Little Furthur was as fulfilling, if not more, that its three larger predecessors. Each event has been a magical and educational experience on whatever level it was on. Those who attended any or all of the Furthur events went away with a better understanding of who we are as a group of people unified by the indefinable 'stuff' that bring us together. Kurt, and the numerous partners he has taken on to present each Furthur, have learned as much from their mistakes as they have from their successes- to the point that Little Furthur -a last ditch effort for anyone from the outside looking in- was presented with the same quality that Even Furthur was the year before.

To attend a Furthur event is to truly get a grasp of what makes the Midwest scene so unique compared to the rest of the country as well as the rest of the world. This isn't to suggest that we are any better than anyone else, but there is no place I'd rather be than right here. Unfortunately, at the time of this publication, the details are quite the same as they have always been this far in advance to the event- nothing is for sure, and if it is, no one wants to say much because things can change overnight. Spaces can be gained or last or just plain unusable for certain dates (Memorial Day being one of the bigger hurdles). This much is for sure: big or small, Memorial Day (four day!) or later in the summer (less rain!), the players this year will be Drop Bass in conjunction with Mushgroove of Chicago and Parotic Music of Madison. This is basically the same formula that presented the New Year's party 'Teenage Wasteland,' so rest assured the production will be complete. If Even Furthur does indeed happen on its traditional weekend, Memorial Day, Kurt has expressed an interest in possible doing a Little Furthur later in the summer, possible in August sometime "between the Rainbow Gathering and the Burning Man Festival." I doubt there would be any complaints about this 'Furthur spin-off' that we could look forward to closing each summer as well.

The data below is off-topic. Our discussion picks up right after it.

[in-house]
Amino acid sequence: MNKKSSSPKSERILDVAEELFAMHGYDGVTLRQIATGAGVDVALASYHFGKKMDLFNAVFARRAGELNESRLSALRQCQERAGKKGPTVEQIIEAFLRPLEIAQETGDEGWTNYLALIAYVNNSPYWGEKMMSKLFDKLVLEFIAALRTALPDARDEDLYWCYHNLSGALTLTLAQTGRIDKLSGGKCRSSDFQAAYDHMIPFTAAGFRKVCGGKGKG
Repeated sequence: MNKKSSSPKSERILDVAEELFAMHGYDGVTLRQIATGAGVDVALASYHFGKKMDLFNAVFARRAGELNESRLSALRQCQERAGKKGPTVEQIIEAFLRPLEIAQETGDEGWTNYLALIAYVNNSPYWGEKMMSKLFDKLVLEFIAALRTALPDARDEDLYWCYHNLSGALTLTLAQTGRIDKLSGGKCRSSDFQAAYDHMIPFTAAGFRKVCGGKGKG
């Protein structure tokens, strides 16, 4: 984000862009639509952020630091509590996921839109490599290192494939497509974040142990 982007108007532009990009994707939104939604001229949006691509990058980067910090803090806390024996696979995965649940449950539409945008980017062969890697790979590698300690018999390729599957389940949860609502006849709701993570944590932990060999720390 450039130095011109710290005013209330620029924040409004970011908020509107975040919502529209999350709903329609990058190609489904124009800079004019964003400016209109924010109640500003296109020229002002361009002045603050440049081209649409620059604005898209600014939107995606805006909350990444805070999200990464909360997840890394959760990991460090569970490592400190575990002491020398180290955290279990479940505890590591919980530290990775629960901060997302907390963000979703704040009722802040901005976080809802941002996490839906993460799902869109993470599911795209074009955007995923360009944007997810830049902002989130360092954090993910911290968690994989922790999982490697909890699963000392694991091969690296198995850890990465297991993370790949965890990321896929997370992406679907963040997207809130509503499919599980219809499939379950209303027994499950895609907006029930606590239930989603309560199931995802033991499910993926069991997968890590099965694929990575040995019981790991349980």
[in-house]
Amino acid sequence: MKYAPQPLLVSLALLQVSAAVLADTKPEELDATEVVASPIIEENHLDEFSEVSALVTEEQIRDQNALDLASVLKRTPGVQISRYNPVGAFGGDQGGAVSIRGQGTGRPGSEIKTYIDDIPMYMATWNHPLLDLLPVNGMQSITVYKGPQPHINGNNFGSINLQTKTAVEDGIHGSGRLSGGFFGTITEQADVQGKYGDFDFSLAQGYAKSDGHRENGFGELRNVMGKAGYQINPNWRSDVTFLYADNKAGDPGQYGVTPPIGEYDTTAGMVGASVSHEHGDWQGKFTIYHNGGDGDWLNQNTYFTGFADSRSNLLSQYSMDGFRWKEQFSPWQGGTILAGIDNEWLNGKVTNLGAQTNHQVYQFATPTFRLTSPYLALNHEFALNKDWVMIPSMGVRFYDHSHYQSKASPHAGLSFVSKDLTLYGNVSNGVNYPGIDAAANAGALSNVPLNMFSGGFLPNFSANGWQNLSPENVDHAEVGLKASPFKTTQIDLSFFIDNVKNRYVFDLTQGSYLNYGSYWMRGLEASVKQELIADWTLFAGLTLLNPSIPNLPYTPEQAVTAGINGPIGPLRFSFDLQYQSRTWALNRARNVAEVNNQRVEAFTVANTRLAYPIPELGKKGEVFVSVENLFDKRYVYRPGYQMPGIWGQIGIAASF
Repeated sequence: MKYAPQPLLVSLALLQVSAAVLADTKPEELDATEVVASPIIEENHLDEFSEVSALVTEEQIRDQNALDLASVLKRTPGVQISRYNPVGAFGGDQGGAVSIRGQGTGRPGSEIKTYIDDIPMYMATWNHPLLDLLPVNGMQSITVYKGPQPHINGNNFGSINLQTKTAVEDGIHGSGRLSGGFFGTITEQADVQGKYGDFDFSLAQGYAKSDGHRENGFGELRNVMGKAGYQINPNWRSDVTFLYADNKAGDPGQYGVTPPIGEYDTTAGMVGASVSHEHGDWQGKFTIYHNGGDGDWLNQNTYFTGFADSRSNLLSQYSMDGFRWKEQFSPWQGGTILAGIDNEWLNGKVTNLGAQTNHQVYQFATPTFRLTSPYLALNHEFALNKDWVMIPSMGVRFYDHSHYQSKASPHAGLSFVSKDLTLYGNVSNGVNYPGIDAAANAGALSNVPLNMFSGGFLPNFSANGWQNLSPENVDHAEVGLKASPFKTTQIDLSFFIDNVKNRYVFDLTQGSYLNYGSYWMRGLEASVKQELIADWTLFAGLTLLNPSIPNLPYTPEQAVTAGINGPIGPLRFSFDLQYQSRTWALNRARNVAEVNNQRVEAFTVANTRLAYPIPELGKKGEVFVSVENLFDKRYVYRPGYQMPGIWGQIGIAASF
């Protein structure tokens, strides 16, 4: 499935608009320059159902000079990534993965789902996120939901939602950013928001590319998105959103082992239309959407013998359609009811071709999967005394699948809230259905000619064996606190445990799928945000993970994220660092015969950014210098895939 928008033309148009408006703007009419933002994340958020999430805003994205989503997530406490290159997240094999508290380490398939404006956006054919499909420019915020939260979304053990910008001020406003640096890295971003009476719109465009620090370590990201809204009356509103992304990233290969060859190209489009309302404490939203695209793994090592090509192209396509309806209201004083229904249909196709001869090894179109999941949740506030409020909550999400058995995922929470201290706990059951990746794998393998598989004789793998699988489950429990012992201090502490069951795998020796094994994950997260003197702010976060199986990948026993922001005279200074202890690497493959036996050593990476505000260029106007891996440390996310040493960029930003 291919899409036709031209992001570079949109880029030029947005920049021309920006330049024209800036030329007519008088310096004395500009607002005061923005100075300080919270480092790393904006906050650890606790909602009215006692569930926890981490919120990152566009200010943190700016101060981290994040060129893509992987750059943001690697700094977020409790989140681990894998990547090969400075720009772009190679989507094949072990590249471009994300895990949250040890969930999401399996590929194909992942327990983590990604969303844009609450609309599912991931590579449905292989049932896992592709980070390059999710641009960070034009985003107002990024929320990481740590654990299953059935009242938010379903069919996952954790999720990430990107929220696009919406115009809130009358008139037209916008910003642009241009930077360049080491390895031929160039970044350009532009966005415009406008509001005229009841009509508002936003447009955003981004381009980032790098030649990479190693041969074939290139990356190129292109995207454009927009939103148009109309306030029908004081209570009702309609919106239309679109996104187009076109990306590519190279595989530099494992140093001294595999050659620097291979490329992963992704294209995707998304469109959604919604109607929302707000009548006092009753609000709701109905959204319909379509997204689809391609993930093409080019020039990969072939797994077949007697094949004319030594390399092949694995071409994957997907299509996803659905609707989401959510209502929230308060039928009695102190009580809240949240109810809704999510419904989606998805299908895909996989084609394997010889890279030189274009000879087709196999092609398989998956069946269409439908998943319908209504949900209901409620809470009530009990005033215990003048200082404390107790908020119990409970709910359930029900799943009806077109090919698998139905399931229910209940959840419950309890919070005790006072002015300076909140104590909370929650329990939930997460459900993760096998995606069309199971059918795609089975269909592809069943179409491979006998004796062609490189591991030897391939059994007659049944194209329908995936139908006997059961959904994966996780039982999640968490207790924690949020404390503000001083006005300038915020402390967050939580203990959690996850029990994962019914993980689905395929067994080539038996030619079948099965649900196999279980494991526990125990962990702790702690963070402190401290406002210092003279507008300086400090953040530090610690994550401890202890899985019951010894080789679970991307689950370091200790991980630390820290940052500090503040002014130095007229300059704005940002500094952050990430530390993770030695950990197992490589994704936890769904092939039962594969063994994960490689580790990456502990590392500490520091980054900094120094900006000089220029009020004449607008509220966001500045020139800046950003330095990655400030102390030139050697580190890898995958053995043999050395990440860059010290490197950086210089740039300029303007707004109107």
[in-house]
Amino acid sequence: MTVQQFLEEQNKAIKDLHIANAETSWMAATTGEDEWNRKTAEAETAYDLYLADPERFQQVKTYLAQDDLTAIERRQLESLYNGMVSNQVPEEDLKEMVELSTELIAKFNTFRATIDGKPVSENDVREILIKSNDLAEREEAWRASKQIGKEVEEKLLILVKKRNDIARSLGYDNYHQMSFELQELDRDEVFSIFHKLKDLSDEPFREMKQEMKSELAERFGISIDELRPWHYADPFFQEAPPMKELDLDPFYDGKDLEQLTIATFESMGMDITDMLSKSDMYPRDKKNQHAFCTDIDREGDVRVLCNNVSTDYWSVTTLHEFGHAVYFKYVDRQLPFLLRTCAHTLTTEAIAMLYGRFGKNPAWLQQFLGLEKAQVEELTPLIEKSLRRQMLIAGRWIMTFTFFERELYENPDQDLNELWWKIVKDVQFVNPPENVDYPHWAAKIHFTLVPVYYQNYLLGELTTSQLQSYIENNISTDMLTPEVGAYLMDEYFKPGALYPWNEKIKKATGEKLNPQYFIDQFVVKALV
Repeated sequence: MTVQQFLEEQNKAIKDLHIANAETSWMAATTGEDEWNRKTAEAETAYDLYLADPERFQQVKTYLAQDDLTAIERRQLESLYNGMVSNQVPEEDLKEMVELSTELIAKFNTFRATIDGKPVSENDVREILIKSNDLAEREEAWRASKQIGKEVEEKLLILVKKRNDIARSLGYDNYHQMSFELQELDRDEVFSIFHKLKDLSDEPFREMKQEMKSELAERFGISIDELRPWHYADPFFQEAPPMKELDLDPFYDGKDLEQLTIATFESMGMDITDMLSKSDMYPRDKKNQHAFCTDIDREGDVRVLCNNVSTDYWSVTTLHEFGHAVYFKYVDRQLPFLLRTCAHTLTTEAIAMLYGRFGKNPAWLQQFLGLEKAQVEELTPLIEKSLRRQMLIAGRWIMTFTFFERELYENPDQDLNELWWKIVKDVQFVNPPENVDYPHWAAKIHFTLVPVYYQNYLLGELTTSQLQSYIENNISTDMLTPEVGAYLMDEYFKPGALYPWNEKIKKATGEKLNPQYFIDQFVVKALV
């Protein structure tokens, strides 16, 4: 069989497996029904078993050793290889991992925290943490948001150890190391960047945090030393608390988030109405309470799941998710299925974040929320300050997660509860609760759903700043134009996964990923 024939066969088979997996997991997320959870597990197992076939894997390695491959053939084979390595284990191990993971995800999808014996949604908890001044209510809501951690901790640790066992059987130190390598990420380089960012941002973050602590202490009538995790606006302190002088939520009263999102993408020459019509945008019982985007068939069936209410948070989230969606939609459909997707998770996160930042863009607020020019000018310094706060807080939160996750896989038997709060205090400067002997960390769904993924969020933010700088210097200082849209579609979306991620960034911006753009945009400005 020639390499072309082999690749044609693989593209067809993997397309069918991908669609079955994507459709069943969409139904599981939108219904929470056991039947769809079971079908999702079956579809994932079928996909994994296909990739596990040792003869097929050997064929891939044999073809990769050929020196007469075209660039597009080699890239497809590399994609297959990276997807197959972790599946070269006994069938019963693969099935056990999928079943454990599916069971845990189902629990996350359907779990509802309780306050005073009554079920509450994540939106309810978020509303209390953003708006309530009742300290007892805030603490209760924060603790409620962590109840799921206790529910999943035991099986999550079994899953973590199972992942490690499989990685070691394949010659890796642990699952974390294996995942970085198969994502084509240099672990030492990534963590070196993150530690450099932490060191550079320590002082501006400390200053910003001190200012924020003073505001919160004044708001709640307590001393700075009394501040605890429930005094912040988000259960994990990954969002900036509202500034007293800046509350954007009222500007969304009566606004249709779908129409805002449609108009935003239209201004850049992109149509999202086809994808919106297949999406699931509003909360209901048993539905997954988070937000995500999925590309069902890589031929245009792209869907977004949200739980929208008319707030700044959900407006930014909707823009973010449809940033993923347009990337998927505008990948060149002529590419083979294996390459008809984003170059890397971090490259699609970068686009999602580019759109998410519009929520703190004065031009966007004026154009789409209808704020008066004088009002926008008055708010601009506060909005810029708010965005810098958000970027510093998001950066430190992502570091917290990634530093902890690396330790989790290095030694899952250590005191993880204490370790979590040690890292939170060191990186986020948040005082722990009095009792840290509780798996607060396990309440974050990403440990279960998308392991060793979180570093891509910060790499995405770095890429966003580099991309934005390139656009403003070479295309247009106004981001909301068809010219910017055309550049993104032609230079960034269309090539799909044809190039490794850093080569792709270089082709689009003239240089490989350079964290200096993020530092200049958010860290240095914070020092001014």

The road ahead involves all the same thrills for the organizers of Even Furthur: Finding a space, securing it, going through the mountain of legal hassles an event of this size entails; choosing a date that is suitable for the location and allows enough time for promotion; calling and booking the entertainment, buying their plane tickets if needed... you get the picture. "The hardest part is the three days before the event- doing all of the last minute stuff, travel, site preparation, etc. and then the four days of the event. It's basically 7 days with little to no sleep and without any 'extra assistance'. It takes a lot out of a person to do that. But when it's over it's a great feeling of accomplishment." At least the fliers have essentially been designed for nearly a year, a concept by the guy whose design has shaped the Furthur (and most everything Drop Bass-related) image to what most know it as today: Cody of 43D Studios. "I think a lot of people appreciate his work. A good gauge of what people think about a flyer is to look at the floor after the first couple of parties they are passed out at. Sometimes you don't ever find a 43D flyer."

So closes the little information available at this point on the event that has essentially become the 'family reunion' of the Midwest. Though it is disappointing that there really isn't any information to offer at this point, any person in their right mind will make a point to check this thing out- whenever and wherever it ends up being. Few things are ever 'satisfaction guaranteed,' but Even Furthur is a sure bet. For now, we'll just have to rely on the old-fashioned way of doing things- watching the voicemails (414.256.1733) and waiting for the flier...